FL was elevated in 8 patients with inactive CD. Two of them developed disease exacerbation 4 months to 2 years following this study. This study was not designed to follow FL levels over time, although it would have been interesting to determine whether the FL progressively increased and at what FL level did patients become symptomatic. Sipponen et al (16) demonstrated that FL and fecal calprotectin were more sensitive surrogate markers identifying endoscopically active CD compared to the CD activity index or CRP. We can infer from their data that fecal biomarkers are reflective of mucosal inflammation much earlier before clinical symptoms manifest. Conversely, FL also may be used as a marker of endoscopic remission as shown in patients receiving anti-tumor necrosis factor-α therapy whose FL fell from 105 μg/g pretreatment to 2.7 μg/g posttreatment (17).
All of the patients with active CD had FL levels above the reference cutoff level of 7.25 μg/g consistent with the high sensitivity and negative predictive value of FL. To increase its specificity for differentiating active from inactive CD, we suggest using a higher FL level of 60 μg/g. In the study by Kane et al (5), they also found that patients with inactive IBD still had significantly elevated FL compared with healthy control subjects and patients with IBS (4), although it was not the intent of their study to determine a cutoff FL level that would differentiate active from inactive IBD.
We have shown that FL is elevated in patients with active CD compared with inactive CD. Endoscopically active CD was associated with elevated FL. FL is a promising biomarker of active CD and may be more practical to use when it is not feasible to obtain all of the necessary clinical information for the PCDAI.
The authors thank Vicki Haviland-Wilhite for assistance in the preparation of this manuscript.
1. Jones J, Loftus E, Panaccione R, et al
. Relationships between disease activity and serum and fecal biomarkers in patients with Crohn's disease. Clin Gastroenterol Hepatol 2008; 6:1218–1224.
2. Swain P. Wireless capsule endoscopy and Crohn's disease. Gut 2005; 54:323–326.
3. Del Rosario MAF, Fitzgerald JF, Siddiqui AR, et al
. The clinical applications of 99m-technetium HMPAO leucocyte scan in children with inflammatory bowel disease. J Pediatr Gastroenterol Nutr 1999; 28:63–70.
4. Poullis A, Foster R, Mendall M, et al
. Emerging role of calprotectin in gastroenterology. J Gastroenterol Hepatol 2003; 18:756–762.
5. Kane S, Sandborn W, Rufo P, et al
. Fecal lactoferrin
is a sensitive and specific marker in identifying intestinal inflammation. Am J Gastroenterol 2003; 98:1309–1314.
6. Langhorst J, Elsenbruch S, Mueller T, et al
. Comparison of 4 neutrophil-derived proteins in feces as indicators of disease activity in ulcerative colitis. Inflamm Bowel Dis 2005; 11:1085–1091.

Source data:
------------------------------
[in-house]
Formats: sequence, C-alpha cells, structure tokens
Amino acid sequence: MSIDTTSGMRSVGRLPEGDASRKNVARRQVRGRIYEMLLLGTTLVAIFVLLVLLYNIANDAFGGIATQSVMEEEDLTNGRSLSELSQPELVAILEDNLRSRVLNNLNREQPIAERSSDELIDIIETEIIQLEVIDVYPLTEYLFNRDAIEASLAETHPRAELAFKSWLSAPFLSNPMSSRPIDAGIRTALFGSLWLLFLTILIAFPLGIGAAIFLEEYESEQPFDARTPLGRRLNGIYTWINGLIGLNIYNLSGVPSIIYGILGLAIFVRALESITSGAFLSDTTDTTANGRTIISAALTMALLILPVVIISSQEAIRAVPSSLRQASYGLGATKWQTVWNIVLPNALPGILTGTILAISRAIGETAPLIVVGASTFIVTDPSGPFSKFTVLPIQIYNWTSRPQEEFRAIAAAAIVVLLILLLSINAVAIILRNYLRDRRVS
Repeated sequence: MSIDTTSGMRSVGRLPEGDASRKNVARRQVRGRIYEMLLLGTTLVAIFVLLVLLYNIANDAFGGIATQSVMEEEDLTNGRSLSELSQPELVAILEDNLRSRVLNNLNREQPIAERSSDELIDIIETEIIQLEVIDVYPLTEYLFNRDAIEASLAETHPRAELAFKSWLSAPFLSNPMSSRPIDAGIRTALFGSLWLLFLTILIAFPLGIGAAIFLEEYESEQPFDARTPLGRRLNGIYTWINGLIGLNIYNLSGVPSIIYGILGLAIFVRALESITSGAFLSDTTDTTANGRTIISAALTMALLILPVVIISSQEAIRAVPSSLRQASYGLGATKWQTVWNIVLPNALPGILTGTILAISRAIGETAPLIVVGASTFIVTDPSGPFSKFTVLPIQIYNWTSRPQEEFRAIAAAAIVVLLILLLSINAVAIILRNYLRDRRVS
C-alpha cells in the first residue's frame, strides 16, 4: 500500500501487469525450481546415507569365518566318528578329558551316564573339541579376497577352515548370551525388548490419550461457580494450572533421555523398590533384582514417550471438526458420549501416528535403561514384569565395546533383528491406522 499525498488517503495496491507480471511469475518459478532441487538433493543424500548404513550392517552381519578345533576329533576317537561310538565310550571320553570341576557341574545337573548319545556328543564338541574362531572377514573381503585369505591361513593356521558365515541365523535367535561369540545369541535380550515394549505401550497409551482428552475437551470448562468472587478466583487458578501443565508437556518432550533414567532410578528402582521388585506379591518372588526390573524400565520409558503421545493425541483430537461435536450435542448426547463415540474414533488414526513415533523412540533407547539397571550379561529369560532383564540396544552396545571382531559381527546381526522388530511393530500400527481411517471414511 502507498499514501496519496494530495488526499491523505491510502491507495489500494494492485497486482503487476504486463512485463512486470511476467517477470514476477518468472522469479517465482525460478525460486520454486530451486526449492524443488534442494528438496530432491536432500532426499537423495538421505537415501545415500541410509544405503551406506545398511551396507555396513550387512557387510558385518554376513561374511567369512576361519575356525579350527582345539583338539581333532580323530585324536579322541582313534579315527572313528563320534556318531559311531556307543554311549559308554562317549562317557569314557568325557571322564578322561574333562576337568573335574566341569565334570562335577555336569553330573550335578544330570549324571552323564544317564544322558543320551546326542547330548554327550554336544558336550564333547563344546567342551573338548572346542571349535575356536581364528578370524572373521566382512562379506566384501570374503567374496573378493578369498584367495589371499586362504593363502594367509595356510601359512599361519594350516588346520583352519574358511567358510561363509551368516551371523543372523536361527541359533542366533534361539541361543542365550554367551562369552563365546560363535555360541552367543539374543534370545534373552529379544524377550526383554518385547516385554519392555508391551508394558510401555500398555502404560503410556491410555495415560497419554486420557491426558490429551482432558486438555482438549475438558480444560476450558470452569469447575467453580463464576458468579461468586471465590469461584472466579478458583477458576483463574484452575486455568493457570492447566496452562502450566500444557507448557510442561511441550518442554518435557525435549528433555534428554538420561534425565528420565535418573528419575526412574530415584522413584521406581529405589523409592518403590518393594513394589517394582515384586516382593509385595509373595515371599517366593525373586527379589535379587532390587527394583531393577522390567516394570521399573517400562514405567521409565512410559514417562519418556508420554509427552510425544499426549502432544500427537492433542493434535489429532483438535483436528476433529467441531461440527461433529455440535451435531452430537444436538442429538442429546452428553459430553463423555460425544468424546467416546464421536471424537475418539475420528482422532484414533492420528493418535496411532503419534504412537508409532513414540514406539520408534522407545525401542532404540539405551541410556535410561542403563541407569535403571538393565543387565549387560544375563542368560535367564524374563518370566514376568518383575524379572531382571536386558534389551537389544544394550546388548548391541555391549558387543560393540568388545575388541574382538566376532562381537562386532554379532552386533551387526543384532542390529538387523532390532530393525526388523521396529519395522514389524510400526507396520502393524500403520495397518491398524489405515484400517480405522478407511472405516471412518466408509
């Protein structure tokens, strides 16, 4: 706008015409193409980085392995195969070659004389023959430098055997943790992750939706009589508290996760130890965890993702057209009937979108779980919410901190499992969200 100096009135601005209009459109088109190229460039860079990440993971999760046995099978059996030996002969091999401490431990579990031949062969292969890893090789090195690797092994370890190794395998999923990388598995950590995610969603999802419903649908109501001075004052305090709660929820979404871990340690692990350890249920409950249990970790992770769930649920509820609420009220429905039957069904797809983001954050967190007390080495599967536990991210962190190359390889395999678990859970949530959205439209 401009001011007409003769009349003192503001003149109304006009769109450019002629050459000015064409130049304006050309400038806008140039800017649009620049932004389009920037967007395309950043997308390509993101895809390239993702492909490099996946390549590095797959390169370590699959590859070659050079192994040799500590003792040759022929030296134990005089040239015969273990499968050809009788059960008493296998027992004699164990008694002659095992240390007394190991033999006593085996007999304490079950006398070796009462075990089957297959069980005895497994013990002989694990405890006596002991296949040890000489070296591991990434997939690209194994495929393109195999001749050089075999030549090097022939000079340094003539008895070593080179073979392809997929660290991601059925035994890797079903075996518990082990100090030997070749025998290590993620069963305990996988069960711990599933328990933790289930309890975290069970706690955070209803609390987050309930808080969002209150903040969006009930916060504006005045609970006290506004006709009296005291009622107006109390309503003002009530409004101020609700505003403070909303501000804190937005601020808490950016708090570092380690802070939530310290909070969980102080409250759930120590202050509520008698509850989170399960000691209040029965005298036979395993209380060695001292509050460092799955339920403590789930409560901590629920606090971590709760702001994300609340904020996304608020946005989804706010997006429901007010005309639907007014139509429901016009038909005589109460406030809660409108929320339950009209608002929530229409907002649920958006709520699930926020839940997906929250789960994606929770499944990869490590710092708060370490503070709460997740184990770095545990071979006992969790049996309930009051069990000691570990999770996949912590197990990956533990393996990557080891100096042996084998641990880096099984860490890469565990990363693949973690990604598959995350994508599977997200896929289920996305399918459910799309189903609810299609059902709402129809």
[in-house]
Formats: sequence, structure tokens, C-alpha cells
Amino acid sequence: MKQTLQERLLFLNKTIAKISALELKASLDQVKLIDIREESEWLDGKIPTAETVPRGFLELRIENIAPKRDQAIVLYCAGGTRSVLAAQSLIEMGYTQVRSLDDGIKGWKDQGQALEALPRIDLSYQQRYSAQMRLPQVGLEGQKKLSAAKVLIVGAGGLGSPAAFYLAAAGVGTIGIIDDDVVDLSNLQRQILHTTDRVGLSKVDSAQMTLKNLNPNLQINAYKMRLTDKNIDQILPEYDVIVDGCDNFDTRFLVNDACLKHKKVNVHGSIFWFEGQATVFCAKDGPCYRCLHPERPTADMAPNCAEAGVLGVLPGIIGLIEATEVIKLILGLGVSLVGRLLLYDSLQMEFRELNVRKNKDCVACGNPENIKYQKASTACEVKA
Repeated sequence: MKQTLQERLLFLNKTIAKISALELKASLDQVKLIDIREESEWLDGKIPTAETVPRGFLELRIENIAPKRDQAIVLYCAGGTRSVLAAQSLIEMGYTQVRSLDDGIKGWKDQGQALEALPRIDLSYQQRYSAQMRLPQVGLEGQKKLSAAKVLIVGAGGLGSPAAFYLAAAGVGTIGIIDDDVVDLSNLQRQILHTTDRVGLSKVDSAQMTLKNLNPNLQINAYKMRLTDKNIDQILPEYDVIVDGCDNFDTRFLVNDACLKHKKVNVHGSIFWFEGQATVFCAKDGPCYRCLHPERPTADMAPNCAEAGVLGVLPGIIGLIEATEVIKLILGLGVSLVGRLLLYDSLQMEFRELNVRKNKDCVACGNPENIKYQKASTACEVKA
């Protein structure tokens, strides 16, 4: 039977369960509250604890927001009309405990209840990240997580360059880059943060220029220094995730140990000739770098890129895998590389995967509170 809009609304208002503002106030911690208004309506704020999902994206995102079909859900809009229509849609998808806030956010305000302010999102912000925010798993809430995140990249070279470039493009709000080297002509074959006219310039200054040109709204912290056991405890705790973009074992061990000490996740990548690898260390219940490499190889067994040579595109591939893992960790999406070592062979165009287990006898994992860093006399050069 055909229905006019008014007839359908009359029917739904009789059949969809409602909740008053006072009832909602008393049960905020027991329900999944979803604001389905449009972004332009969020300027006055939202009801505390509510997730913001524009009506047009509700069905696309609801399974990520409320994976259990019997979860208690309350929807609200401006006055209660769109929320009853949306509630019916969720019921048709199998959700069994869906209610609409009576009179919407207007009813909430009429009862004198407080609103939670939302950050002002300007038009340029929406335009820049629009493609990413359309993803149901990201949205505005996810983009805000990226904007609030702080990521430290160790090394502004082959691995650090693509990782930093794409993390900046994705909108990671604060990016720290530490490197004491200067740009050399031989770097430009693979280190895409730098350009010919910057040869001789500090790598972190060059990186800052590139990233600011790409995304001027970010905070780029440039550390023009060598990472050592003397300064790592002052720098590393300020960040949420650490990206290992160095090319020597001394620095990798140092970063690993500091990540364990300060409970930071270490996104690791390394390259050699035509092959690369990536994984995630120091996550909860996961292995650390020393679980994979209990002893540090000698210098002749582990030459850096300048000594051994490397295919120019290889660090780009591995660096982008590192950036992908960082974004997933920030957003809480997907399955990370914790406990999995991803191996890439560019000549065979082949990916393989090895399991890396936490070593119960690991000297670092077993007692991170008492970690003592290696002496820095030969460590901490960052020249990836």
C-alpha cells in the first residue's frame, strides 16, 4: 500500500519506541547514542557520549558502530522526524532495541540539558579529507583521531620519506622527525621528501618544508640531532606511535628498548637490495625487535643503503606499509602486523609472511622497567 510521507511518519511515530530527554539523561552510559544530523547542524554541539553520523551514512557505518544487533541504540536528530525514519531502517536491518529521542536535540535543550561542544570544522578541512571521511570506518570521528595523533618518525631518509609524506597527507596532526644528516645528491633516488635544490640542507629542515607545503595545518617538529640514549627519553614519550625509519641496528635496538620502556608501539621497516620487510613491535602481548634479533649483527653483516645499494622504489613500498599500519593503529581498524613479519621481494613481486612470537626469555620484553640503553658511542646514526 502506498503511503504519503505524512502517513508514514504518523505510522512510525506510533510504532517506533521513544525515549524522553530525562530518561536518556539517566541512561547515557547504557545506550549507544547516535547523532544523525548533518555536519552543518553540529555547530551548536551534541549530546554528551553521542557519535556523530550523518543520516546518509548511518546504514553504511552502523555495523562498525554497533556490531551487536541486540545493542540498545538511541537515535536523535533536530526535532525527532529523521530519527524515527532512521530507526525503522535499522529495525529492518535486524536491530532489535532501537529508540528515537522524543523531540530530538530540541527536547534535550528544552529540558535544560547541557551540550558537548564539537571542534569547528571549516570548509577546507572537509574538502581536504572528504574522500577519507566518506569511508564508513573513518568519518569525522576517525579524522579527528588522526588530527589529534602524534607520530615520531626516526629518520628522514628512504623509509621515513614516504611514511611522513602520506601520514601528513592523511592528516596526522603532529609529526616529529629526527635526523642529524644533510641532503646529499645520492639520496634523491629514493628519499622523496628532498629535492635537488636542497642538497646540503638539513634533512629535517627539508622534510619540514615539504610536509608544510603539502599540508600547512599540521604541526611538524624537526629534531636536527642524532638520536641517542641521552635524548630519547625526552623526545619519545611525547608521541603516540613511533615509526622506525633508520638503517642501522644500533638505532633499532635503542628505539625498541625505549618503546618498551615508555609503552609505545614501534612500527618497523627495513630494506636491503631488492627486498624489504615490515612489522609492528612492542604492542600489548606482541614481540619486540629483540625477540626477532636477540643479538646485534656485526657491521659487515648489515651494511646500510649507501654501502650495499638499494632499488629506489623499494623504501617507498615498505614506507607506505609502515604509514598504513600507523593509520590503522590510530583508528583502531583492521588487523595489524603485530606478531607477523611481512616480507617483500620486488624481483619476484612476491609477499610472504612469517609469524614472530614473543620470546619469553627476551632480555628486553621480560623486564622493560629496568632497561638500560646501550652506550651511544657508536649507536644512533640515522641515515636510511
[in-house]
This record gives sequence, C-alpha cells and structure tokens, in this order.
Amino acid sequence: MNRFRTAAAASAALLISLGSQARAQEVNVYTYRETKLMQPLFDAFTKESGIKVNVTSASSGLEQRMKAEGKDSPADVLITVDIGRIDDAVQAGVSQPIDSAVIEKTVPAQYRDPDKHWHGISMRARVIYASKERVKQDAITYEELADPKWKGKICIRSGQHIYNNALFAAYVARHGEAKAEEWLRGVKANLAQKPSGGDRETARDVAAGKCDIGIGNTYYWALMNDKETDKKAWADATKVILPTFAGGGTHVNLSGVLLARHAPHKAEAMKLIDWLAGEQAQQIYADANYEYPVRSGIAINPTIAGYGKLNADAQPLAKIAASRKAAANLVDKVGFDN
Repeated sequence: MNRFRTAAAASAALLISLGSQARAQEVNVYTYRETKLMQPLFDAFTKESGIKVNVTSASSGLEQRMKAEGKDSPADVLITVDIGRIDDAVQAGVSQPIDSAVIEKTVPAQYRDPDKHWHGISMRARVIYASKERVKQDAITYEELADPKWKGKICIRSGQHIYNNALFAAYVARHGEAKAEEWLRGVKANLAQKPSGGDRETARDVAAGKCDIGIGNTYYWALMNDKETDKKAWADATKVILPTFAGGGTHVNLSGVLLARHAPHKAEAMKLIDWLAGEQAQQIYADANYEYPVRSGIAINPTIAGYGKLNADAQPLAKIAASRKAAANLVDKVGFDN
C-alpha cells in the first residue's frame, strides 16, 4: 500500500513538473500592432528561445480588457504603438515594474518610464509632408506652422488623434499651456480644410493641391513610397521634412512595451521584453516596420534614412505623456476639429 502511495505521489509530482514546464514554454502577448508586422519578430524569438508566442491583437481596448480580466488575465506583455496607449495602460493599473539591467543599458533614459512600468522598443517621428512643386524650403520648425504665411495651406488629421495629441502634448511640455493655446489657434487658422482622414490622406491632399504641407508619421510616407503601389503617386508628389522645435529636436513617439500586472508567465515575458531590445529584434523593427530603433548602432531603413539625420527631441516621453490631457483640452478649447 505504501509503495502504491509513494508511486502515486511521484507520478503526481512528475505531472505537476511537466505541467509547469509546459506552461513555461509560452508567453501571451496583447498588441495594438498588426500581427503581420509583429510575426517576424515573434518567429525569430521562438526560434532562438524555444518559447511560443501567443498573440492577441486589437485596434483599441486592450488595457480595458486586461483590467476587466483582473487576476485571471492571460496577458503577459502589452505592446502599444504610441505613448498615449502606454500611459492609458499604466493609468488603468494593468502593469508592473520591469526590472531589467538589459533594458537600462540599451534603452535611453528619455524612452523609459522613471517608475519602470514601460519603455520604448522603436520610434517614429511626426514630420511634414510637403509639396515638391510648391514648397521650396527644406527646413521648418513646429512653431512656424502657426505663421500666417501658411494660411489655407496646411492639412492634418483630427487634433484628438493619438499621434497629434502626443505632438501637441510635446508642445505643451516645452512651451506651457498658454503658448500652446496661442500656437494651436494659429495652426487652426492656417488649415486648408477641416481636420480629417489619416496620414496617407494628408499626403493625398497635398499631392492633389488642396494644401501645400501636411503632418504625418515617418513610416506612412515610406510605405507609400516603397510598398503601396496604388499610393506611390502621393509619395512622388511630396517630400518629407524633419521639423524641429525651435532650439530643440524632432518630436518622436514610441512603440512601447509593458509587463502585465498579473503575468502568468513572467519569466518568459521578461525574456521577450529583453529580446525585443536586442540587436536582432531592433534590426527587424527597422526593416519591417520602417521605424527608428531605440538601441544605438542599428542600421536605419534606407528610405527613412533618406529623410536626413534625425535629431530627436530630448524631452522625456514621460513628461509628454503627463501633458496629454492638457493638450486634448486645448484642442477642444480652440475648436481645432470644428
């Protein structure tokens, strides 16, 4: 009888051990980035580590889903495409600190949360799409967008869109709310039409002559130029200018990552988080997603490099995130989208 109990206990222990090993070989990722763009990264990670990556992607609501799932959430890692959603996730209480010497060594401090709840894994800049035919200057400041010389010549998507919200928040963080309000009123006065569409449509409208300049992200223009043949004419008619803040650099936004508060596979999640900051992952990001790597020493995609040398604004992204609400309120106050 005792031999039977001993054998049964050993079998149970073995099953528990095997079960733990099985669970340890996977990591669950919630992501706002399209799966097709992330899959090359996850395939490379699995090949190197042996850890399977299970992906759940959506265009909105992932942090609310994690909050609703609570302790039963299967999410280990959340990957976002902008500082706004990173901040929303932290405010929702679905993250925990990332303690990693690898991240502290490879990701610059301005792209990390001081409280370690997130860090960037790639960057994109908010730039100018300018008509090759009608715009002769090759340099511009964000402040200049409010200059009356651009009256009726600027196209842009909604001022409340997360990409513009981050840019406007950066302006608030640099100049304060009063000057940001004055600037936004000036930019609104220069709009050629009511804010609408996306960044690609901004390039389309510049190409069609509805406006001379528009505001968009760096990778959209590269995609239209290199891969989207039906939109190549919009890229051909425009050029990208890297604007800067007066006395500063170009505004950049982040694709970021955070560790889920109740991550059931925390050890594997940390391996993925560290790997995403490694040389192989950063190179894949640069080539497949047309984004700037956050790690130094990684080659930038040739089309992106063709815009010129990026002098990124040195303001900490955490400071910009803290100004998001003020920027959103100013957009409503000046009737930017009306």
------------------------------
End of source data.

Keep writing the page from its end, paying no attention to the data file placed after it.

7. Schroder O, Naumann O, Shastri Y, et al
. Prospective evaluation of faecal neutrophil-derived proteins in identifying intestinal inflammation: combination of parameters does not improve diagnostic accuracy of calprotectin. Aliment Pharmacol Ther 2007; 26:1035–1042.
8. Kaiser T, Langhorst J, Wittkowski H, et al
. Faecal S100A12 as a non-invasive marker distinguishing inflammatory bowel disease from irritable bowel syndrome
. Gut 2007; 56:1706–1713.
9. Sidler M, Leach S, Day A. Fecal S100A12 and fecal calprotectin as noninvasive markers for inflammatory bowel disease in children. Inflamm Bowel Dis 2008; 14:359–366.
10. Chung-Faye G, Hayee B, Maestranzi S, et al
. Fecal M2-pyruvate kinase (M2-PK): a novel marker of intestinal inflammation. Inflamm Bowel Dis 2007; 13:1374–1378.
11. De la Rosa G, Yang D, Tewary P, et al
acts as an alarmin to promote the recruitment and activation of APCs and antigen-specific immune responses. J Immunol 2008; 180:6868–6876.
12. Hyams JS, Ferry GD, Mandel FS, et al
. Development and validation of a pediatric Crohn's disease activity index. J Pediatr Gastroenterol Nutr 1991; 12:439–447.
13. Troost F, Saris W, Brummer R. Orally ingested human lactoferrin
is digested and secreted in the upper gastrointestinal tract in vivo in women with ileostomies. J Nutr 2002; 132:2597–2600.
14. Corredor J, Wambach J, Barnard J. Gastrointestinal polyps in children: advances in molecular genetics, diagnosis and management. J Pediatr 2001; 138:621–628.
15. Janne PA, Mayer RJ. Chemoprevention of colorectal cancer. N Engl J Med 2000; 342:1960–1968.
16. Sipponen T, Savilahti E, Kolho K, et al
. Crohn's disease activity assessed by fecal calprotectin and lactoferrin
: correlation with Crohn's disease activity index and endoscopic findings. Inflamm Bowel Dis 2008; 14:40–46.
17. Sipponen T, Savilahti E, Karkkainen P, et al
. Fecal calprotectin, lactoferrin
and endoscopic disease activity in monitoring anti-TNF-alpha therapy for Crohn's disease. Inflamm Bowel Dis 2008; 14:1392–1398.